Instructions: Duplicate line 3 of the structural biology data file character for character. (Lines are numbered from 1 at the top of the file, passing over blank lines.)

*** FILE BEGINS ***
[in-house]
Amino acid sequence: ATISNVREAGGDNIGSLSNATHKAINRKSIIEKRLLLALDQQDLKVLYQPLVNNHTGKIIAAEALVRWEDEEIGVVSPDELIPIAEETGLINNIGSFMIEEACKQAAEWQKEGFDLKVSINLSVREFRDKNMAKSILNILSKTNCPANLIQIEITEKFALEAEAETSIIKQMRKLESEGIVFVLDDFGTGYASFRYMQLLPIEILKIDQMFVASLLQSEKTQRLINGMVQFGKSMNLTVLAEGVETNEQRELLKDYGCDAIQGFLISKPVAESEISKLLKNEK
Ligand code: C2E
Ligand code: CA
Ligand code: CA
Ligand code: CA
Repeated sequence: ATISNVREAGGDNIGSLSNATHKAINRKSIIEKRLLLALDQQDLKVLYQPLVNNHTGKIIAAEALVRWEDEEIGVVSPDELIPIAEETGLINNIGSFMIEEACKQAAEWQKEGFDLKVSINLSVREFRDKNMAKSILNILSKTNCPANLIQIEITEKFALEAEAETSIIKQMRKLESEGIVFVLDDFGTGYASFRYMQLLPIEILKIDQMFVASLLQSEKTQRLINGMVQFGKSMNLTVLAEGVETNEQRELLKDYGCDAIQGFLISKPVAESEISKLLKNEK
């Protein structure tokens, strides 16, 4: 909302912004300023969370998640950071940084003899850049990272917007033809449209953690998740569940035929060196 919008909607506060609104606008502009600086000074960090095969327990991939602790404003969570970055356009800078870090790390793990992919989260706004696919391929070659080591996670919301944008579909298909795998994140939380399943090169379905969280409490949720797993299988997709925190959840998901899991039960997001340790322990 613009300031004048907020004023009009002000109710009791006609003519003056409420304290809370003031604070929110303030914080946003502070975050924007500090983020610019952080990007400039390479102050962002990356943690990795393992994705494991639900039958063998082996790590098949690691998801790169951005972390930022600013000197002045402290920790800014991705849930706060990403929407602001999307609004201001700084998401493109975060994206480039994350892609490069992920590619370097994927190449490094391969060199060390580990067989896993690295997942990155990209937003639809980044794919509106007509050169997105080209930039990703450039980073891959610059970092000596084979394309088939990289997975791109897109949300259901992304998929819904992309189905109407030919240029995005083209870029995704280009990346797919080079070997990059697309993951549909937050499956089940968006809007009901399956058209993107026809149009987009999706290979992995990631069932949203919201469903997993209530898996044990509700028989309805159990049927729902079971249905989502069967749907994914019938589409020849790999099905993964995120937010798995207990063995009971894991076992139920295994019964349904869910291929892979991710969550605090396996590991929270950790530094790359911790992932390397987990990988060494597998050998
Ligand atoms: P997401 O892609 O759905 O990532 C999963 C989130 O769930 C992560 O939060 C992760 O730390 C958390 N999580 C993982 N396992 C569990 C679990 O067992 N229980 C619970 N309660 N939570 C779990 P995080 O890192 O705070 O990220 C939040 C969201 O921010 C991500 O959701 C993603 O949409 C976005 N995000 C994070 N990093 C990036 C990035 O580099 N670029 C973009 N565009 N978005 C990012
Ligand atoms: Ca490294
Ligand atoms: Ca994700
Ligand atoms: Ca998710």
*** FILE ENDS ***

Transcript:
Ligand code: C2E